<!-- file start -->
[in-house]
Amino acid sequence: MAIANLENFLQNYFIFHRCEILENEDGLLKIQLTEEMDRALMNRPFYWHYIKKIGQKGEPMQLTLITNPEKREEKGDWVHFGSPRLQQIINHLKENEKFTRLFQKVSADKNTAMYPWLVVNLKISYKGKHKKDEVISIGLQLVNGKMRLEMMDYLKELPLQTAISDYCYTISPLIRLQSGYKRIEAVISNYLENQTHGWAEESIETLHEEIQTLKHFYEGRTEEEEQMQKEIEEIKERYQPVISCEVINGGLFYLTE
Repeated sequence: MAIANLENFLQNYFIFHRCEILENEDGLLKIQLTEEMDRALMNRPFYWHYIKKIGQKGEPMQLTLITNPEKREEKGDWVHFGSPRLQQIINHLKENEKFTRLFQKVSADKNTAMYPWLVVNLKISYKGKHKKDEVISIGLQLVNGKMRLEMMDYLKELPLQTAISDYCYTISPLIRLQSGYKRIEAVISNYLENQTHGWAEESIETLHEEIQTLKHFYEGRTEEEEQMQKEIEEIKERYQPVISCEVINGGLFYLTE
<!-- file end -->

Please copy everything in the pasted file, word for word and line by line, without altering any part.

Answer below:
[in-house]
Amino acid sequence: MAIANLENFLQNYFIFHRCEILENEDGLLKIQLTEEMDRALMNRPFYWHYIKKIGQKGEPMQLTLITNPEKREEKGDWVHFGSPRLQQIINHLKENEKFTRLFQKVSADKNTAMYPWLVVNLKISYKGKHKKDEVISIGLQLVNGKMRLEMMDYLKELPLQTAISDYCYTISPLIRLQSGYKRIEAVISNYLENQTHGWAEESIETLHEEIQTLKHFYEGRTEEEEQMQKEIEEIKERYQPVISCEVINGGLFYLTE
Repeated sequence: MAIANLENFLQNYFIFHRCEILENEDGLLKIQLTEEMDRALMNRPFYWHYIKKIGQKGEPMQLTLITNPEKREEKGDWVHFGSPRLQQIINHLKENEKFTRLFQKVSADKNTAMYPWLVVNLKISYKGKHKKDEVISIGLQLVNGKMRLEMMDYLKELPLQTAISDYCYTISPLIRLQSGYKRIEAVISNYLENQTHGWAEESIETLHEEIQTLKHFYEGRTEEEEQMQKEIEEIKERYQPVISCEVINGGLFYLTE